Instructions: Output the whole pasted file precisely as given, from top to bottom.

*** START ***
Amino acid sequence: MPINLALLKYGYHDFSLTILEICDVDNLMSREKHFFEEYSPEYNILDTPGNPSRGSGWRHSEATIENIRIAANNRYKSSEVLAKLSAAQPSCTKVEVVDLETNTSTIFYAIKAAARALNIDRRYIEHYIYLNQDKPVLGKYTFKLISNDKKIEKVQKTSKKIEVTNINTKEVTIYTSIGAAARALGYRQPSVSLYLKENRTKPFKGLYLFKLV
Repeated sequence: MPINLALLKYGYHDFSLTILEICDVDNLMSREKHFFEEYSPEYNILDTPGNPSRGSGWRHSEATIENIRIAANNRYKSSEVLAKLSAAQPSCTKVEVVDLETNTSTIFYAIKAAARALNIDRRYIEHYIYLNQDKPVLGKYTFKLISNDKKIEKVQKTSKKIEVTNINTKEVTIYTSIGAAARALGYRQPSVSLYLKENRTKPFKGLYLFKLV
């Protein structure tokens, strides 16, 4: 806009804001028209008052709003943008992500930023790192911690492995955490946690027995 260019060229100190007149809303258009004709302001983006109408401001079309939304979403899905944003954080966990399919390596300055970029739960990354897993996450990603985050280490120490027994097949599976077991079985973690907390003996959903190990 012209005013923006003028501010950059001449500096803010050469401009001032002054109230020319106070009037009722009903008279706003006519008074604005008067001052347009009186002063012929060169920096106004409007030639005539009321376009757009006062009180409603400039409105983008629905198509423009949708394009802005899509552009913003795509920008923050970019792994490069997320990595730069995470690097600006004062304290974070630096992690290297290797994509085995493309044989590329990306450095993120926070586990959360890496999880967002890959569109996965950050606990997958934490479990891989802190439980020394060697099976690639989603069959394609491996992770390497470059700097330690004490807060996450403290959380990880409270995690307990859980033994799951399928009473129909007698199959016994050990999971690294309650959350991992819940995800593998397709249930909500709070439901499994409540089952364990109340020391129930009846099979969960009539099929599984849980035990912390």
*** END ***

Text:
Amino acid sequence: MPINLALLKYGYHDFSLTILEICDVDNLMSREKHFFEEYSPEYNILDTPGNPSRGSGWRHSEATIENIRIAANNRYKSSEVLAKLSAAQPSCTKVEVVDLETNTSTIFYAIKAAARALNIDRRYIEHYIYLNQDKPVLGKYTFKLISNDKKIEKVQKTSKKIEVTNINTKEVTIYTSIGAAARALGYRQPSVSLYLKENRTKPFKGLYLFKLV
Repeated sequence: MPINLALLKYGYHDFSLTILEICDVDNLMSREKHFFEEYSPEYNILDTPGNPSRGSGWRHSEATIENIRIAANNRYKSSEVLAKLSAAQPSCTKVEVVDLETNTSTIFYAIKAAARALNIDRRYIEHYIYLNQDKPVLGKYTFKLISNDKKIEKVQKTSKKIEVTNINTKEVTIYTSIGAAARALGYRQPSVSLYLKENRTKPFKGLYLFKLV
């Protein structure tokens, strides 16, 4: 806009804001028209008052709003943008992500930023790192911690492995955490946690027995 260019060229100190007149809303258009004709302001983006109408401001079309939304979403899905944003954080966990399919390596300055970029739960990354897993996450990603985050280490120490027994097949599976077991079985973690907390003996959903190990 012209005013923006003028501010950059001449500096803010050469401009001032002054109230020319106070009037009722009903008279706003006519008074604005008067001052347009009186002063012929060169920096106004409007030639005539009321376009757009006062009180409603400039409105983008629905198509423009949708394009802005899509552009913003795509920008923050970019792994490069997320990595730069995470690097600006004062304290974070630096992690290297290797994509085995493309044989590329990306450095993120926070586990959360890496999880967002890959569109996965950050606990997958934490479990891989802190439980020394060697099976690639989603069959394609491996992770390497470059700097330690004490807060996450403290959380990880409270995690307990859980033994799951399928009473129909007698199959016994050990999971690294309650959350991992819940995800593998397709249930909500709070439901499994409540089952364990109340020391129930009846099979969960009539099929599984849980035990912390």